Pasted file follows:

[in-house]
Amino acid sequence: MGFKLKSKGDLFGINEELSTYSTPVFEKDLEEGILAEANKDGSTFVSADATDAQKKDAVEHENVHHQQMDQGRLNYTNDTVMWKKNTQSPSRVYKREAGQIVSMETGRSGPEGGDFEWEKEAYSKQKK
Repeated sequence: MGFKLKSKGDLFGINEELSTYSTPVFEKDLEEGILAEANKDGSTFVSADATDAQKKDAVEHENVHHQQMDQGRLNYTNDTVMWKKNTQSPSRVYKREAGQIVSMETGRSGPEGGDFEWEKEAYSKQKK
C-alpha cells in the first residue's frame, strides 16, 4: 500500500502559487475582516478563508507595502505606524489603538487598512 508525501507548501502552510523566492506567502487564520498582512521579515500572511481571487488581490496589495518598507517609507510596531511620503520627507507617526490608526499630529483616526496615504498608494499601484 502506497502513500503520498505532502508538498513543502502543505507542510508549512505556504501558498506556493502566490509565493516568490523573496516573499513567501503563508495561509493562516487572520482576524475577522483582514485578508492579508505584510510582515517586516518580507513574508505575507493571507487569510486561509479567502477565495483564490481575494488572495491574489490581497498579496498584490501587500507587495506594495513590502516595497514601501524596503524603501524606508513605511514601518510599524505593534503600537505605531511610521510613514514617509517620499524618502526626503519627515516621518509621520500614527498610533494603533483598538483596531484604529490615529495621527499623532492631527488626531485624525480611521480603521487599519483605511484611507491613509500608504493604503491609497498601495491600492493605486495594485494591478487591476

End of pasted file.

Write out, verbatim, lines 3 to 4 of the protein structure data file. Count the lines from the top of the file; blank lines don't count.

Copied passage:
Repeated sequence: MGFKLKSKGDLFGINEELSTYSTPVFEKDLEEGILAEANKDGSTFVSADATDAQKKDAVEHENVHHQQMDQGRLNYTNDTVMWKKNTQSPSRVYKREAGQIVSMETGRSGPEGGDFEWEKEAYSKQKK
C-alpha cells in the first residue's frame, strides 16, 4: 500500500502559487475582516478563508507595502505606524489603538487598512 508525501507548501502552510523566492506567502487564520498582512521579515500572511481571487488581490496589495518598507517609507510596531511620503520627507507617526490608526499630529483616526496615504498608494499601484 502506497502513500503520498505532502508538498513543502502543505507542510508549512505556504501558498506556493502566490509565493516568490523573496516573499513567501503563508495561509493562516487572520482576524475577522483582514485578508492579508505584510510582515517586516518580507513574508505575507493571507487569510486561509479567502477565495483564490481575494488572495491574489490581497498579496498584490501587500507587495506594495513590502516595497514601501524596503524603501524606508513605511514601518510599524505593534503600537505605531511610521510613514514617509517620499524618502526626503519627515516621518509621520500614527498610533494603533483598538483596531484604529490615529495621527499623532492631527488626531485624525480611521480603521487599519483605511484611507491613509500608504493604503491609497498601495491600492493605486495594485494591478487591476